I read recently that in the not-too-distant future, the practice of law by actual human beings will become a rarity, as computers will take over those jobs, because they will be able to do the work better, cheaper and faster. Speaking as a lawyer, I find that to be a somewhat troubling prospect. I mean, this is what puts food on my table and all. So, given a choice, I would clearly vote “no” on this.

Well, yesterday, I read that all of you compliance personnel will eventually be joining me on the unemployment line. IBM announced that Watson, its super-amazing Super Computer, is now providing Watson Financial Services. Now you, too, can be replaced by a machine that does your job better and faster. (I don’t know about cheaper!) According to IBM, Watson can “[t]ransform your regulatory compliance and surveillance programs by deploying cognitive capabilities that drive the identification and understanding of regulatory requirements, improve your efficiency at addressing compliance requirements, while reducing the risk of misconduct.”

Holy cats, that sounds good. It is all too common in my experience that one of my clients get into difficulty with a regulator (and sometimes with a customer, as well) not because the firm had a lousy supervisory system or deficient written supervisory procedures, but due to good old human error. Someone appropriately delegated some supervisory function forgets to do it. Or does it but fails to document it. Then you get, essentially, what HAL 9000 said in 2001: A Space Odyssey: “I know I’ve made some very poor decisions recently, but I can give you my complete assurance that my work will be back to normal. I’ve still got the greatest enthusiasm and confidence in the mission.” No matter how well intended, and even in the absence of any demonstrable customer harm, human errors like this routinely result is regulatory scrutiny, and possible disciplinary action.

If there is a computer out there that can reduce, or, better, eliminate the possibility of errors like this, I am all in favor it.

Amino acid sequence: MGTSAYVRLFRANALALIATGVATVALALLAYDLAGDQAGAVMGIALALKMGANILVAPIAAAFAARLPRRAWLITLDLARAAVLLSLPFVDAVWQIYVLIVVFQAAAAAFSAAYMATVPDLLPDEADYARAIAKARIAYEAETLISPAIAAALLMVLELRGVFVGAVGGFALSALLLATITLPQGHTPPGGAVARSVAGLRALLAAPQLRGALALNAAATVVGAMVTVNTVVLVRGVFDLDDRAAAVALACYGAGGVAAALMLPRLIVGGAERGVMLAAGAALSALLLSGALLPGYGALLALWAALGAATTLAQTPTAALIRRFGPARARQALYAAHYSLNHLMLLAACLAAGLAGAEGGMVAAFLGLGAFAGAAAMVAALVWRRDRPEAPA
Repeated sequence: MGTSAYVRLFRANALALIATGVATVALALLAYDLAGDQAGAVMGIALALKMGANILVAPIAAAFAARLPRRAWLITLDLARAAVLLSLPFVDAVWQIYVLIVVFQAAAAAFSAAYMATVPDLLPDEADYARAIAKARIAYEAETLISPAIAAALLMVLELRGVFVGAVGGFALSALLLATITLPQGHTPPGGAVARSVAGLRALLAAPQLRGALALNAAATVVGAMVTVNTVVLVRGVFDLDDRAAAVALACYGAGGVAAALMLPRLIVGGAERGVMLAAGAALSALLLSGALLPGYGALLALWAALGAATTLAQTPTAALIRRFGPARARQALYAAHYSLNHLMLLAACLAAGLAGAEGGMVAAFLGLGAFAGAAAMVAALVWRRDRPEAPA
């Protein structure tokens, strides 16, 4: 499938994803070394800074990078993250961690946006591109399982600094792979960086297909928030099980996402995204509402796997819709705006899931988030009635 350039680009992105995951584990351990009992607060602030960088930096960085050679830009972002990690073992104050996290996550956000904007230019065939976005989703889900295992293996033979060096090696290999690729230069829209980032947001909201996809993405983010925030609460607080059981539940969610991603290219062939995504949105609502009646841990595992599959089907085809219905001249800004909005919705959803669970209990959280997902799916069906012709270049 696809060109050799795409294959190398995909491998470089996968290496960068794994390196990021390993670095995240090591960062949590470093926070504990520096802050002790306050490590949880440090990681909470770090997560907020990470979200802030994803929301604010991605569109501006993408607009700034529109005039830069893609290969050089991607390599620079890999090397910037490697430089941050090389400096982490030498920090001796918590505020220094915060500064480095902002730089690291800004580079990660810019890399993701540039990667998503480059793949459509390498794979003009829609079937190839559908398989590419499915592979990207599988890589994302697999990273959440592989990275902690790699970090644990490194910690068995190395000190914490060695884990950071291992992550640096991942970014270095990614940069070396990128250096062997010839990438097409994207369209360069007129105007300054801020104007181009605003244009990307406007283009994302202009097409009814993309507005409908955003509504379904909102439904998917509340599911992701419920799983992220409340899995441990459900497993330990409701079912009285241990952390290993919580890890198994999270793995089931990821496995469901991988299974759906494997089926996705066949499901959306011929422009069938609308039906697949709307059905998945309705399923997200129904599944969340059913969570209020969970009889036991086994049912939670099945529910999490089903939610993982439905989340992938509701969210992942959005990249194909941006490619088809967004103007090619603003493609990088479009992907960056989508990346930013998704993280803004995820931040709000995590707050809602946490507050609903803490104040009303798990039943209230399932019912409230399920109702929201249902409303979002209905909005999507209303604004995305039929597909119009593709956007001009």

The harder question concerns the other kind of thing that gets broker and broker-dealers in trouble: the exercise of subjective judgment. Most FINRA rules (but hardly all) have a reasonableness standard, including most notably the supervision rules. To be in compliance, all one needs to be able to demonstrate is that he or she acted reasonably. That means, necessarily, that while errors may not be encouraged, or welcomed, they can be tolerated, at least to a degree.

There are tons of events that occur every single day that call for the exercise of some subjective determination. For example, does this penny stock trade constitute a “red flag” for AML purposes? Is this structured product suitable for that particular customer? Would the addition of this business line constitute a material change requiring the filing of a 1017? Is this letter from the customer a “complaint” that requires disclosure on the RR’s Form U-4. You get the picture. Some clients do a very good job of making good, reasoned judgments, based on all pertinent facts and circumstances. But, sadly, some don’t. And even if they think they do, they do a poor job of memorializing the analysis and the reasons on which the ultimate conclusion was based.

What I don’t know is whether a computer, no matter how Super it may be, can really be relied upon to make, or even help make, the sort of subjective decisions that compliance and supervisory personnel face every day. But, I feel like as a lawyer, I make a million judgment calls a day, and if a computer is eventually going to take my job away because it can make those calls better than me, then I suppose it is possible that the same is true of anyone who works in the area of securities regulation and compliance.

This is clearly a very interesting development, and merits our attention going forward to see if, indeed, IBM has created a better mousetrap. I suppose that it is only fitting that the press release came the same week that Robert Cook announced FINRA’s Innovation Outreach Initiative, a program that, according to the press release, will “foster an ongoing dialogue with the securities industry that will help FINRA better understand financial technology (fintech) innovations and their impact on the industry.” The impact that technological innovations will have on the securities industry is obvious; it is just a matter of how much and when, not if.

As long as this doesn’t turn into HAL 9000, or Skynet, or Nomad. If that happens, please beam me up.